No One Believes That The God Of The Bible Exists Anymore (From The Archives)

The title of this post is not a complaint; it is merely an observation. No one confronts the representatives of another tradition with a contest to see which one’s deity will send fire from heaven as Elijah did. No Christian blogger claims that those who comment negatively will be struck with blindness for doing so, as apostles did. God is depicted in many parts of the Bible as knocking down city walls, parting seas and so on. Yet no Christian dominionists are likely to march around Washington D.C. and see it fall into their hands.

Those who claim they “believe the whole Bible” and “take it literally” are being dishonest. Their pastor may have preached recently on the story of the fall of Jericho, but it was applied to God “making the strongholds of sin in your come life crumbling down”, not to a battle plan to take a city.

To be fair, not all Biblical authors view God in the same way. And so there is no single “Biblical view of God”. But certainly God as depicted in some parts of the Bible is not the concept of the deity served by Christians today.

The question a Christian needs to ask is whether they have the courage to admit that their view of God is not the same as that of many depicitions in the Bible. Do you have the courage to take the Bible’s actual words completely seriously, even when the result is that you are forced to acknowledge that you do not accept their literal truthfulness?

Let me end with a couple of thought-provoking quotes from Don Cupitt’s book, which I just finished reading:

“The Virgin Mary may cure many people in Portugal but she is much less active in Libya, whereas vaccination and inoculation are observably beneficial – and equally beneficial – in both cultures, the local religion in the end making no difference at all” (Don Cupitt, Taking Leave of God, p.123).

“To put it bluntly, classical Christianity is itself now our Old Testament…We have to use traditional Christianity in the same way as Christianity itself has always used the Old Testament. In both cases there is a great gulf but there is also continuity of spirit and religious values…When a Christian sings a psalm he knows there is a religion-gap and a culture-gap, but it does not worry him because he believes his faith to be the legitimate successor of the faith of the psalmist. Similarly, since the Enlightenment there has developed a religion-gap and a culture-gap between us and traditional Christianity, but we may still be justified in using the old words if we can plausibly argue that our present faith and spiritual values are the legitimate heirs of the old” (Don Cupitt, Taking Leave of God, p.135).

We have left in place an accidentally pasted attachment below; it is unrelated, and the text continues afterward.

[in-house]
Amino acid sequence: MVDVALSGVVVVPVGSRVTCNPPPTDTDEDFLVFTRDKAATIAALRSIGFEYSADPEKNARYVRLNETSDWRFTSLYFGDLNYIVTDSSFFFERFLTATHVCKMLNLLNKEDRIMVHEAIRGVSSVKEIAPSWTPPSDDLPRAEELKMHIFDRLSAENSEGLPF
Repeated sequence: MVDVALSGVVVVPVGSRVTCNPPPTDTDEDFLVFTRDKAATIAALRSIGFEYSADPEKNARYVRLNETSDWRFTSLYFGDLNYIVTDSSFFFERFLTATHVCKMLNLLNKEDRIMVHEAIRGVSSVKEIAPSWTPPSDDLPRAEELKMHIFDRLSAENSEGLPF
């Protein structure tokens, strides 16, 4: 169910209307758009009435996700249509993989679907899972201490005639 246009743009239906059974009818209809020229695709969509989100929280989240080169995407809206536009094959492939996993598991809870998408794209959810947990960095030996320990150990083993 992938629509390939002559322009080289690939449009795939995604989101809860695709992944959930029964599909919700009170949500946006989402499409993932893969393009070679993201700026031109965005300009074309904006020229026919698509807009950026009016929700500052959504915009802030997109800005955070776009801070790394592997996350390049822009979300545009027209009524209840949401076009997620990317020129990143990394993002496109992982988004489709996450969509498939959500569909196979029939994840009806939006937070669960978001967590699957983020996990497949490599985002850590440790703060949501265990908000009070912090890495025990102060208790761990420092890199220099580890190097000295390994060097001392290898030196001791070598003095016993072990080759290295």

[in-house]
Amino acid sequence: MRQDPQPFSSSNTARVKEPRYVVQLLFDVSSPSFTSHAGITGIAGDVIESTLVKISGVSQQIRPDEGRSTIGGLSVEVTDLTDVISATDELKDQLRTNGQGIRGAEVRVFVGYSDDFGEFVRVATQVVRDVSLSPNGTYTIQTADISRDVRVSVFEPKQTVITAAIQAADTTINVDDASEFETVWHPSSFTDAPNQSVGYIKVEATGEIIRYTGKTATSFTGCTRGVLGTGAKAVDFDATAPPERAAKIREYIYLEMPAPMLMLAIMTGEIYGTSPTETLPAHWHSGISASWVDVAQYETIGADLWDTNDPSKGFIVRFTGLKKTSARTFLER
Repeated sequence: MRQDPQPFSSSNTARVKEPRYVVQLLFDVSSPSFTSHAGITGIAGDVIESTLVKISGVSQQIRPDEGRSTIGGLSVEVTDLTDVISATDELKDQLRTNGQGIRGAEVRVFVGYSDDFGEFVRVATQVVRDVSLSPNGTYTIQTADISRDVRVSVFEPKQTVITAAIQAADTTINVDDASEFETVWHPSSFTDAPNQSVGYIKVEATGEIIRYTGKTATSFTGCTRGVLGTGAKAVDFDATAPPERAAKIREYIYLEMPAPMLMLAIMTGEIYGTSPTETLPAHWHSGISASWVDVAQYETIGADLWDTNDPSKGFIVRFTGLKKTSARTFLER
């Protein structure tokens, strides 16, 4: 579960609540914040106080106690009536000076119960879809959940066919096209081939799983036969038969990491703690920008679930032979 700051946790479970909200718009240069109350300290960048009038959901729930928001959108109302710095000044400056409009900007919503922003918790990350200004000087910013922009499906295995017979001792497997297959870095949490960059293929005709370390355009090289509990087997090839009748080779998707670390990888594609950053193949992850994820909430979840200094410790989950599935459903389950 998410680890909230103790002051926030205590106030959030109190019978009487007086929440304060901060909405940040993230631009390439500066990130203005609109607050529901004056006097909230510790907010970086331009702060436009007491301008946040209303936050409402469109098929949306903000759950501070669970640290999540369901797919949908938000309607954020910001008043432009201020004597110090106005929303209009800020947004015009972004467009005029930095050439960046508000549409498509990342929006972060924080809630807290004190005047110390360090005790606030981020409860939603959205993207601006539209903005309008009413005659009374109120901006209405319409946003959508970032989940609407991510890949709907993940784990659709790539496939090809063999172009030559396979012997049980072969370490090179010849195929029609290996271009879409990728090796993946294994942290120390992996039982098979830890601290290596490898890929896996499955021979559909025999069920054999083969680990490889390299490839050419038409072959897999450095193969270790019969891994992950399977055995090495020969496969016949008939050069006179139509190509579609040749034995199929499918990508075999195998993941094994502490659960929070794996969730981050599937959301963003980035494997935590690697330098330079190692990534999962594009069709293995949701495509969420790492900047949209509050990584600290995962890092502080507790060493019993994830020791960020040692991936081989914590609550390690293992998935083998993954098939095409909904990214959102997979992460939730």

• Chris

    Very interesting quotes. I think there’s a lot of truth to what Mr. Cupitt says. What sense does baptism, for example, make in our modern culture? Basically none. We– Western Christians– no longer think in terms of purity and impurity, so what’s the use in ritual purification?

  • Isaiah Burton

      In many ways I agree with you, but it seems to me that most fundamentalists do believe that God did all those miracles that are in the Bible, but also believe that God acts in different ways in the world today. I don’t know that we can say that they don’t believe in the God of the Bible. They would say we are in a new age, covenant, or dispensation and that God has chosen to act differently now than He did in the past.
      For example, you mention the fall of Jericho not being taught as a battle plan. I doubt that anyone (then or now) thought that was a good battle plan that should be repeated. While pastors may speak of the fall of Jericho in terms of sin and strongholds, this is just them trying to bring a meaning out of the text for their current audience (it may be a good example of how to abuse the text) but it doesn’t mean that they don’t believe that God did literally bring down the walls of Jericho or that they don’t believe in that God.  
      But, on the other hand, I personally think that Greek philosophy had a huge influence on the Christian perception of God and that there is a divergence between most Christian’s understanding of God and the God of the Bible because of this influence. For example most Christians believe that God does know the future perfectly but many verses such as  Jeremiah 19:5 (where God says something “. . . never entered my mind!”) seem to demonstrate from the Bible that He doesn’t. 
      I guess I would say that most people don’t believe in the God of the Bible, but not based on miracles or even a change in personality (Jesus’ attitude toward sin versus Yahweh’s). The disconnect seems to be that fundamentalists come to scripture with a predetermined view of God’s attributes (bother moral [omnibenevolence, see 1 Kings 22:19 and following] and non-moral [omniscience, see Jeremiah 19:5]) and try to fit scripture into that view and not let scripture change it. Thus, they don’t believe in the God of scripture in that sense. 

  • Peter Kirk